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Veterans honored with quilts
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U.S. Army veteran Tom Davis and wife, Cindy, display his patriotic quilt which includes pieces of his uniform. - photo by Lacy Garrison
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Recently receiving Quilts of Valor from the Hearth and Home Valor Gals are, from left, Jerry Overcast, Wayne Wolford, Tom Davis, guild member and program director Lyn Stinnett standing in for Bill Stewart, Fred Newman, Eddie Pearson and Johnny Gibbs. Upon presentation, each recipient is “wrapped” in their quilt in a way to comfort and heal those touched by war. - photo by Lacy Garrison

Since its inception in 2003, the Quilts of Valor Foundation has awarded over 200,000 quilts to veterans in all 50 states. The foundation was started by Catherine Roberts while her son was deployed in Iraq.

Fourteen members of Hearth and Home Quilters Guild of Warren County are members of the QOV Foundation, and have made 20 Quilts of Valor for living veterans, and 30 Home of the Brave quilts for families of deceased veterans. 

A presentation ceremony was held at Centertown United Methodist Church with guild members presenting quilts to Jerry Overcast, Wayne Wolford, Tom Davis, Bill Stewart, Fred Newman, Eddie Pearson and Johnny Gibbs.

Guild member and program director Lyn Stinnett introduced the gentlemen while they were wrapped in their unique and handmade patriotic quilt. Information about the recipients include:

Bill Stewart served the U.S. Marines from October 1968 to 1969. Stewart arrived in Vietnam and was a certified radio operator. Then, his point man stepped on a booby trap and Stewart was wounded with 32 pieces of shrapnel in 18 different places. Even though he was severely wounded, Stewart repaired his own radio then fell unconscious for the next seven days before waking in a hospital. He was then transferred to the U.S. and was hospitalized until November 1969. He was listed as 70 percent permanently disabled before being discharged.

Stewart was awarded the Purple Heart and the Bronze Star. In retirement, he received a Good Conduct Award. After his discharge, Stewart retired from the local Employment Security Office, which is a part of the Department of Labor in 2009 after 34 years on the job.

Thomas E. Davis served in the U.S. Army from July 1989 to April 2014 before retiring as Sgt. First Class. He was stationed in Fort Bragg, N.C., Camp Humphreys, Korea, Saginaw, Michigan, Fort Hood, Texas, Fort Jackson, S.C., Fort Irwin, Calif., and Fort Carson, Colo. Among his numerous awards, badges and recognitions are the Afghanistan Campaign Medal with Campaign Star, Bronze Star Medal and Meritorious Service Medal 4th Award.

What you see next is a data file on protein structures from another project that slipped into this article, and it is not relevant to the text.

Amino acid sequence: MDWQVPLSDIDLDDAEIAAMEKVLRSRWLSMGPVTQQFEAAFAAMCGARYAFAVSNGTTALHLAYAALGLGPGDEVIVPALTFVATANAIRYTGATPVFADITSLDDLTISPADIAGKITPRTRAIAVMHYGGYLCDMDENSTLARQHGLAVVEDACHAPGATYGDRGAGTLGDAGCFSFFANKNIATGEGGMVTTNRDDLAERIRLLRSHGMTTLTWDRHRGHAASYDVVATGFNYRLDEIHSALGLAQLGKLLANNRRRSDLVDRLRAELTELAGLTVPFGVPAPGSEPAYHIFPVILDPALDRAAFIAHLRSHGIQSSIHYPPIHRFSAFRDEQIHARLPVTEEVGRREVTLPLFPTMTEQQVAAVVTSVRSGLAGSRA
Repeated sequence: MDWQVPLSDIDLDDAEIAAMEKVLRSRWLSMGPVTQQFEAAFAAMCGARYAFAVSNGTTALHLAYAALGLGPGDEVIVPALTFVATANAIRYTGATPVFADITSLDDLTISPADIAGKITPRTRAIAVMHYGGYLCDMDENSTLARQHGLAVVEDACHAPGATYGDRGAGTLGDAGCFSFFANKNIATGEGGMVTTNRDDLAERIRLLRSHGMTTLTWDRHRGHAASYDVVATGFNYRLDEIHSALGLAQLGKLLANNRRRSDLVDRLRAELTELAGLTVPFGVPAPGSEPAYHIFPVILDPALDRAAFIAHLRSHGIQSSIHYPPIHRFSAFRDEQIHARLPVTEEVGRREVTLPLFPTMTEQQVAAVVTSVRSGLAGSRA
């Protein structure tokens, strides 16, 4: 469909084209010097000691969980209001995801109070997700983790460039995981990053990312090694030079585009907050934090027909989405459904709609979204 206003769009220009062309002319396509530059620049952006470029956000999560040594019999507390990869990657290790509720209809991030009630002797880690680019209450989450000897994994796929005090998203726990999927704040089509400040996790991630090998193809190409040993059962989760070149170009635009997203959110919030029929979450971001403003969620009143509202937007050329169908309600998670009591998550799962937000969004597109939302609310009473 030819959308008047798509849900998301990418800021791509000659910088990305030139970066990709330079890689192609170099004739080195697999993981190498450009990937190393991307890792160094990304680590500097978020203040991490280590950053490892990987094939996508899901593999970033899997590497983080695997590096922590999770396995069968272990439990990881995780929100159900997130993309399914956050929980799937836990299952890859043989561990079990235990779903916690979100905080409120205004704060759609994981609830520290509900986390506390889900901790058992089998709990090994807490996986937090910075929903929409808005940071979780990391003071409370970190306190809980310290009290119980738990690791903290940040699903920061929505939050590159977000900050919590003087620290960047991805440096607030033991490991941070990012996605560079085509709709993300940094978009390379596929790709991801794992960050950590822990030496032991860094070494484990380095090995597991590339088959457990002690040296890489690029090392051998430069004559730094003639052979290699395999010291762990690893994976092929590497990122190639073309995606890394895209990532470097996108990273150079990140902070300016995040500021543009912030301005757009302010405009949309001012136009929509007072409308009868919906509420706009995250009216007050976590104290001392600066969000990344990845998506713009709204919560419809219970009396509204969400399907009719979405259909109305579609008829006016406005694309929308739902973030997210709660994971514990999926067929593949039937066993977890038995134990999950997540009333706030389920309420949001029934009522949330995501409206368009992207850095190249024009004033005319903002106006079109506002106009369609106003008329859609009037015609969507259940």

Following his military service, he moved back to Arizona where he worked as a peace officer. In 2017, he move to Tennessee to be closer to his daughter. Davis is currently the property manager at Overton Retreat in McMinnville.

Johnny Gibbs enlisted in the U.S. Army in September 1965 as part of the 82 Airborne Division. He served the 101st Airborne Division in Vietnam as a paratrooper making over 50 jumps. He served for three years on active duty then, in 1977, he enlisted in the Tennessee National Guard. While in the National Guard, he served as a Platoon Sgt., Squad Leader, First Sgt., and was an instructor at Tennessee Military Academy in Smyrna. 

Gibbs earned several awards including the Gold Medallion, which is the highest honor. Only 76 people have received this award and among them was General George S. Patton. He retired in 2005 with 31 and a half years and the rank of Master Sgt. Since retiring, he participates in community service and is a bus driver for the City of McMinnville.

Wayne Wolford Sr. enlisted in the U.S. Army in 1975 before retiring in 1995 from Fort Stewart, Ga. as an E6 Staff Sgt. While stationed there, he performed and supervised maintenance on meteorological equipment and reduced operational expenses on $2 million work of equipment which saved over $800,000 in repairs.

Following his military service, he received several diplomas and certifications. He also worked as a substitute teacher for WCHS for several years.

Fred Lee Newman was drafted into the U.S. Army during the Korean War and was stationed in Germany working to send messages. He served from 1950 to 1953 and left as a Corporal. Although he did not see battle, he lost most of his hearing from being on the shooting range during a time when ear protection was not used. He received the Marksmanship Medal. 

After the Army, Newman served as a federal government employee for 37 years.

Jerry Overcast joined the U.S. Air Force in December 1963 and fought in the Vietnam War for 12 months. He was stationed all over including in Lackland and Amarillo, Texas, Larson, Wash., Tokyo, Japan, Hong Kong, China, all over South East Asia and the Philippines. Overcast received several awards including Marksmanship, Good Conduct, Longevity and Vietnam Defense Medal. 

Following his time in the military, Overcast has been a salesman for Pabst Blue Ribbon Beer, a Purity route driver, a trainer for Createc and a photographer.

Eddie Pearson served in the U.S. Air Force from 1967 to 1974. He served for two and a half years in Vietnam and left with the rank of Staff Sgt. His last two years of service took place at Reserve Officer Training Corps at Memphis State University. Among his awards and medals, Newman said his three Commendation Medals, which are for sustained acts of heroism or meritorious service, are his most treasured. 

As for his career after the military, Pearson said he’s worked mostly in the areas concerning the oil business.

For more information about Hearth and Home Quilting Guild, Stinnett can be contacted at 931-939-2433.